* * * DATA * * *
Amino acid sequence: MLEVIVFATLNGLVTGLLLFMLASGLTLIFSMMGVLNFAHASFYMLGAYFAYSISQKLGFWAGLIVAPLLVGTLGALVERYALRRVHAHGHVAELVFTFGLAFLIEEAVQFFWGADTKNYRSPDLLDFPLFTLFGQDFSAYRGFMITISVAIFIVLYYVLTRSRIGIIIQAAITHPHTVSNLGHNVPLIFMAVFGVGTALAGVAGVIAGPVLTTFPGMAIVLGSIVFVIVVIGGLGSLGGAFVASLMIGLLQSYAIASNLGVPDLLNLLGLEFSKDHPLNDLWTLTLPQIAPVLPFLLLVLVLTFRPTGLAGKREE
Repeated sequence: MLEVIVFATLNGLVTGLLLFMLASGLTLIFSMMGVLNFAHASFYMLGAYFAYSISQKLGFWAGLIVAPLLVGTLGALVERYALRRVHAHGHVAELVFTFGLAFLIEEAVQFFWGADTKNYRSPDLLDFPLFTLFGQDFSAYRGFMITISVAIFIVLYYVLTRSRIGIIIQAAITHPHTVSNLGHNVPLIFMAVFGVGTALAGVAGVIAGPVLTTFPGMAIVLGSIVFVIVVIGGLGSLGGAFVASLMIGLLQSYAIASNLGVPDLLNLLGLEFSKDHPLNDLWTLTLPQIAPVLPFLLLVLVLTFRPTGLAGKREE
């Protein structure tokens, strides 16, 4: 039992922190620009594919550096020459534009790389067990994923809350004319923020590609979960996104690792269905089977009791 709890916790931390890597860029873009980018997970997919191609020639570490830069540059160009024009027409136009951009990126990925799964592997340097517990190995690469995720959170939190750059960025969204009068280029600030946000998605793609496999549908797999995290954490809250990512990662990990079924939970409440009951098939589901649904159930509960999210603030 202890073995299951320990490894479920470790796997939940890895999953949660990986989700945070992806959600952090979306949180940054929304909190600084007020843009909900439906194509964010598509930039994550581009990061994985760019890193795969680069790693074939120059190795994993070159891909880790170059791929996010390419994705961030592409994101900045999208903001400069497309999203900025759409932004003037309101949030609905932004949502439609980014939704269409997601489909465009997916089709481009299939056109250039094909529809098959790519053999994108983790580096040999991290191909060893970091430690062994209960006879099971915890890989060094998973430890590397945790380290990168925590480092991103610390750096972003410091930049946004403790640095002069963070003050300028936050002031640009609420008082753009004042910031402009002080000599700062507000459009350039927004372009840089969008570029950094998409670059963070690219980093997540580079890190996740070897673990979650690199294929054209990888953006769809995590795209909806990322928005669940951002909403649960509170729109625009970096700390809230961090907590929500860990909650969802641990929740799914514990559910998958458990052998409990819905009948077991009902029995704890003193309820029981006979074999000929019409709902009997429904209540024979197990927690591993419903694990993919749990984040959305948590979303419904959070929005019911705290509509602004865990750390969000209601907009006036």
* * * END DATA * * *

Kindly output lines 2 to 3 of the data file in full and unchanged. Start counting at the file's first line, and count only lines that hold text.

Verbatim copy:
Repeated sequence: MLEVIVFATLNGLVTGLLLFMLASGLTLIFSMMGVLNFAHASFYMLGAYFAYSISQKLGFWAGLIVAPLLVGTLGALVERYALRRVHAHGHVAELVFTFGLAFLIEEAVQFFWGADTKNYRSPDLLDFPLFTLFGQDFSAYRGFMITISVAIFIVLYYVLTRSRIGIIIQAAITHPHTVSNLGHNVPLIFMAVFGVGTALAGVAGVIAGPVLTTFPGMAIVLGSIVFVIVVIGGLGSLGGAFVASLMIGLLQSYAIASNLGVPDLLNLLGLEFSKDHPLNDLWTLTLPQIAPVLPFLLLVLVLTFRPTGLAGKREE
């Protein structure tokens, strides 16, 4: 039992922190620009594919550096020459534009790389067990994923809350004319923020590609979960996104690792269905089977009791 709890916790931390890597860029873009980018997970997919191609020639570490830069540059160009024009027409136009951009990126990925799964592997340097517990190995690469995720959170939190750059960025969204009068280029600030946000998605793609496999549908797999995290954490809250990512990662990990079924939970409440009951098939589901649904159930509960999210603030 202890073995299951320990490894479920470790796997939940890895999953949660990986989700945070992806959600952090979306949180940054929304909190600084007020843009909900439906194509964010598509930039994550581009990061994985760019890193795969680069790693074939120059190795994993070159891909880790170059791929996010390419994705961030592409994101900045999208903001400069497309999203900025759409932004003037309101949030609905932004949502439609980014939704269409997601489909465009997916089709481009299939056109250039094909529809098959790519053999994108983790580096040999991290191909060893970091430690062994209960006879099971915890890989060094998973430890590397945790380290990168925590480092991103610390750096972003410091930049946004403790640095002069963070003050300028936050002031640009609420008082753009004042910031402009002080000599700062507000459009350039927004372009840089969008570029950094998409670059963070690219980093997540580079890190996740070897673990979650690199294929054209990888953006769809995590795209909806990322928005669940951002909403649960509170729109625009970096700390809230961090907590929500860990909650969802641990929740799914514990559910998958458990052998409990819905009948077991009902029995704890003193309820029981006979074999000929019409709902009997429904209540024979197990927690591993419903694990993919749990984040959305948590979303419904959070929005019911705290509509602004865990750390969000209601907009006036």